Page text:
(Front cover of Aizor HaMagen v’N’um Ben-HaDam)
As an example, I have selected the fourth poem in Greenberg’s volume, ‘Aizor HaMagen v’N’um Ben-HaDam’, published in mid-October, just two months after the horrific 1929 riots. It is taken from The Collected Works of Uri Tzvi Greenberg, Volume 2., and the translation is my own.
(Sicarii II as it appeared in 1929)
…I despise the peace of those that surrender, forcibly concluded
Over the collection of Jewish dead and the stink of blood,
Over a layer of feathers in garbage as if they were snowflakes
And singed Torah scrolls as if of human flesh.
And I am disgusted by our forefathers’ saying: We are compared to sheep…
What is the Congregation of Israel as opposed to the Roman hand?
This analogy is false, coming from the Traitor of Yodfat
And up until the Martyrs of Spain and Poland’s Jews.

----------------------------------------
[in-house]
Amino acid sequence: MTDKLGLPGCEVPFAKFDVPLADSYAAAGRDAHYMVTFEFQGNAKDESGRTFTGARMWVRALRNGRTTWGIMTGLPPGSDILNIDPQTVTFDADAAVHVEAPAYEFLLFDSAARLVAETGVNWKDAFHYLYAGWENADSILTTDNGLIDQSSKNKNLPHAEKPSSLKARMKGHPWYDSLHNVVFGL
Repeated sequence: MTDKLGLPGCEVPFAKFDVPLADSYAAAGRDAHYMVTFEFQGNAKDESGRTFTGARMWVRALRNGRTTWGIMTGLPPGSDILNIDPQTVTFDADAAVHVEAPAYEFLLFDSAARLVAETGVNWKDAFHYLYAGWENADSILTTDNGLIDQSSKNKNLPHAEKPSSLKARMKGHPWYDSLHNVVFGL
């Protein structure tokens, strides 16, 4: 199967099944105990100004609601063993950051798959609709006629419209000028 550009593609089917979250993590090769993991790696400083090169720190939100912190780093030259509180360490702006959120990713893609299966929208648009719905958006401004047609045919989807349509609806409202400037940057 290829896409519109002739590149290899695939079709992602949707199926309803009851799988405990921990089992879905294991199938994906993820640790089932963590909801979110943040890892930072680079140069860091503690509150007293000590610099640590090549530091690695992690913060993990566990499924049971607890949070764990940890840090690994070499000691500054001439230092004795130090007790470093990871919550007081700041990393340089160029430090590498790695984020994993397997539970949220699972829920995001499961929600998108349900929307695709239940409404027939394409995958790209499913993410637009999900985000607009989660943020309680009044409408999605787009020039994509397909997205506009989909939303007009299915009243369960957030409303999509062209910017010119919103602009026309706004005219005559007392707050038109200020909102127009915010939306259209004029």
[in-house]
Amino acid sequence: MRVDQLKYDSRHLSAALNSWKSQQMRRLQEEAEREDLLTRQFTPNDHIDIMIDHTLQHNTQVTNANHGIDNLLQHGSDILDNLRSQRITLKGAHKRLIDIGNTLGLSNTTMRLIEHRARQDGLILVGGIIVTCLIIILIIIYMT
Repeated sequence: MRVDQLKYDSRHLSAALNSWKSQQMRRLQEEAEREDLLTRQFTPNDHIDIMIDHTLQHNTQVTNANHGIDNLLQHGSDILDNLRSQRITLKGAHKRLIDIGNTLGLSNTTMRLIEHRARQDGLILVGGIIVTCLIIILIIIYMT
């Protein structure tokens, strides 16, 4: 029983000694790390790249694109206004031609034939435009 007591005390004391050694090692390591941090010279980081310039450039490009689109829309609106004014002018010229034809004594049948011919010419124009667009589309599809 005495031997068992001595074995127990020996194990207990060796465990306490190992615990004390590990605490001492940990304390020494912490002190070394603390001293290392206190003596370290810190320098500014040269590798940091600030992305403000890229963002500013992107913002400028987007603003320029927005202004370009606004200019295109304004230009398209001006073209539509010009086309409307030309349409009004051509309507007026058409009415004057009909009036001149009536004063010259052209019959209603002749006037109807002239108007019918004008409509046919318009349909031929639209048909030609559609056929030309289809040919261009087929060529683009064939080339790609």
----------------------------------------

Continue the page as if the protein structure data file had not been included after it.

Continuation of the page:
For the Law of Bar-Kochba is truth even as Betar fell!
And true is the Law of Gush-Chalav until Yochanan’s last,
Even unto Hirsch Lekert in Vilna
And to the one-armed Yosef at Tel Chai –
In our sheep’s flesh, the blood of Sicarii has awoken
And the Pillar of Fire of our seers
appears on our threshold…
In this poem Greenberg places an immediate emergency – the pogroms of August 1929 – in a familiar religious and historical frame of reference. Layers of history are invoked to mobilise and encourage and to suggest the value of reviving old patterns of response to contemporary threats. He is enlisting recruits for a new Hebrew renaissance, which will correct the past mistakes of the Jewish people through force, through violence, and return them to the ‘fighting nation’ of David, of Samson, of Bar Kochba.